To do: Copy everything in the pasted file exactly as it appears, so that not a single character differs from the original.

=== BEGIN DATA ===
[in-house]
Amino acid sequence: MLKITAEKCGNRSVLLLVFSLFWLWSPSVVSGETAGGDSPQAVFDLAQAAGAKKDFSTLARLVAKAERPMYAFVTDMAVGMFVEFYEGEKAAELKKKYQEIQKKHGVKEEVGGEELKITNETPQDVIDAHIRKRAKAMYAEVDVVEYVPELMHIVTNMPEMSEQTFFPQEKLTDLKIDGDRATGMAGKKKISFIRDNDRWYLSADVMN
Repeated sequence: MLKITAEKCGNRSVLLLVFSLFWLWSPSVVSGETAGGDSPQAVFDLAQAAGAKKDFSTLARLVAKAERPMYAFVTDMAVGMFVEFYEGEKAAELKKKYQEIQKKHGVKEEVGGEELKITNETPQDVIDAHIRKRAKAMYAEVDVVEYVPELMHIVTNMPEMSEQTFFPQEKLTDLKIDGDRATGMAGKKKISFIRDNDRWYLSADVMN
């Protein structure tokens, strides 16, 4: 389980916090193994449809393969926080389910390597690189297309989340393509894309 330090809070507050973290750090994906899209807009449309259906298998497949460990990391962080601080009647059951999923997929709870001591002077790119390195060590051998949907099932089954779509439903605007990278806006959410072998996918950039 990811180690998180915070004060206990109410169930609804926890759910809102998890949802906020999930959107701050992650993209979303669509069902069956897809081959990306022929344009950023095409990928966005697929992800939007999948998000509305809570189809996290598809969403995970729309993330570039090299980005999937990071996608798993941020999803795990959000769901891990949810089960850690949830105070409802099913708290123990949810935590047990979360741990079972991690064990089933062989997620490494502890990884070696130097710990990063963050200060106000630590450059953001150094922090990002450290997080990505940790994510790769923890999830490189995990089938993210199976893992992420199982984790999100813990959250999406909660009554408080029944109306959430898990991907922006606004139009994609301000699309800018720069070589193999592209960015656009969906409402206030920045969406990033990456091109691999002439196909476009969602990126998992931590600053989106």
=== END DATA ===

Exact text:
[in-house]
Amino acid sequence: MLKITAEKCGNRSVLLLVFSLFWLWSPSVVSGETAGGDSPQAVFDLAQAAGAKKDFSTLARLVAKAERPMYAFVTDMAVGMFVEFYEGEKAAELKKKYQEIQKKHGVKEEVGGEELKITNETPQDVIDAHIRKRAKAMYAEVDVVEYVPELMHIVTNMPEMSEQTFFPQEKLTDLKIDGDRATGMAGKKKISFIRDNDRWYLSADVMN
Repeated sequence: MLKITAEKCGNRSVLLLVFSLFWLWSPSVVSGETAGGDSPQAVFDLAQAAGAKKDFSTLARLVAKAERPMYAFVTDMAVGMFVEFYEGEKAAELKKKYQEIQKKHGVKEEVGGEELKITNETPQDVIDAHIRKRAKAMYAEVDVVEYVPELMHIVTNMPEMSEQTFFPQEKLTDLKIDGDRATGMAGKKKISFIRDNDRWYLSADVMN
């Protein structure tokens, strides 16, 4: 389980916090193994449809393969926080389910390597690189297309989340393509894309 330090809070507050973290750090994906899209807009449309259906298998497949460990990391962080601080009647059951999923997929709870001591002077790119390195060590051998949907099932089954779509439903605007990278806006959410072998996918950039 990811180690998180915070004060206990109410169930609804926890759910809102998890949802906020999930959107701050992650993209979303669509069902069956897809081959990306022929344009950023095409990928966005697929992800939007999948998000509305809570189809996290598809969403995970729309993330570039090299980005999937990071996608798993941020999803795990959000769901891990949810089960850690949830105070409802099913708290123990949810935590047990979360741990079972991690064990089933062989997620490494502890990884070696130097710990990063963050200060106000630590450059953001150094922090990002450290997080990505940790994510790769923890999830490189995990089938993210199976893992992420199982984790999100813990959250999406909660009554408080029944109306959430898990991907922006606004139009994609301000699309800018720069070589193999592209960015656009969906409402206030920045969406990033990456091109691999002439196909476009969602990126998992931590600053989106």